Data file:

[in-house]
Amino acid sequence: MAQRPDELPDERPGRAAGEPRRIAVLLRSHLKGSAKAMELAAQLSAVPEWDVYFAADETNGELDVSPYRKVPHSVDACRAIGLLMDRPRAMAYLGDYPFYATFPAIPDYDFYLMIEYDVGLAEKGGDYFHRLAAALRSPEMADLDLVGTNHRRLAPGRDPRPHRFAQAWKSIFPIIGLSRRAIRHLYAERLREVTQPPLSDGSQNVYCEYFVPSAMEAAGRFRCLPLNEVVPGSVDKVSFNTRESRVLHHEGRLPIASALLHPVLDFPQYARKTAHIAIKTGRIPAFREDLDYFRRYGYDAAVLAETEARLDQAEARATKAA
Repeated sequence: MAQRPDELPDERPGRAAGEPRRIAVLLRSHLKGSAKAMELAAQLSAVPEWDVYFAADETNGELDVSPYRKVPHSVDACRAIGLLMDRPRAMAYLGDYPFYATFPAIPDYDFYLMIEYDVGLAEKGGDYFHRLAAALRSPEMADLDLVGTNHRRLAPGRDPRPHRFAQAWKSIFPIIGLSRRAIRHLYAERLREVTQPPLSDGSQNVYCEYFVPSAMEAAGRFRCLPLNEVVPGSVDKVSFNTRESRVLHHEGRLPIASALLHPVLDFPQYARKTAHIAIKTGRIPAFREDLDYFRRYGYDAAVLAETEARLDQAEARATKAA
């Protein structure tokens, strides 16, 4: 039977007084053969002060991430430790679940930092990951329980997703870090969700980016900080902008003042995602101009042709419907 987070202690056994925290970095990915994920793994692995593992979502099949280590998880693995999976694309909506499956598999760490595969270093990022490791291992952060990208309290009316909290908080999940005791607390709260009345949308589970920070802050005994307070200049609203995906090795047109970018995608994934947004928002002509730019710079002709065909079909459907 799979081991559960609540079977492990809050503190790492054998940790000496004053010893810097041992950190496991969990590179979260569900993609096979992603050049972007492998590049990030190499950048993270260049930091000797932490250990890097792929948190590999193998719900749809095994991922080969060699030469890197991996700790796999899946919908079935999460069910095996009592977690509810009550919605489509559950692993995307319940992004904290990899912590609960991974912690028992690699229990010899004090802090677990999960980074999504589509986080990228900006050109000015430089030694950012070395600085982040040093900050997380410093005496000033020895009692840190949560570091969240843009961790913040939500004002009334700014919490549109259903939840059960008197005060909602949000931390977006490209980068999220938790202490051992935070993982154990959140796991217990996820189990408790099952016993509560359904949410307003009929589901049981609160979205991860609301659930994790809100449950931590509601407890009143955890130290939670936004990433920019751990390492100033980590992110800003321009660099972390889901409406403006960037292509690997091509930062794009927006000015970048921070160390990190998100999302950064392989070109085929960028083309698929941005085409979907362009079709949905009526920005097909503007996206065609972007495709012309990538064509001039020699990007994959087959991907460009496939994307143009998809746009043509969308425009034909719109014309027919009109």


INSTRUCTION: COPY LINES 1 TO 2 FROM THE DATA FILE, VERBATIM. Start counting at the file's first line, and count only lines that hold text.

[in-house]
Amino acid sequence: MAQRPDELPDERPGRAAGEPRRIAVLLRSHLKGSAKAMELAAQLSAVPEWDVYFAADETNGELDVSPYRKVPHSVDACRAIGLLMDRPRAMAYLGDYPFYATFPAIPDYDFYLMIEYDVGLAEKGGDYFHRLAAALRSPEMADLDLVGTNHRRLAPGRDPRPHRFAQAWKSIFPIIGLSRRAIRHLYAERLREVTQPPLSDGSQNVYCEYFVPSAMEAAGRFRCLPLNEVVPGSVDKVSFNTRESRVLHHEGRLPIASALLHPVLDFPQYARKTAHIAIKTGRIPAFREDLDYFRRYGYDAAVLAETEARLDQAEARATKAA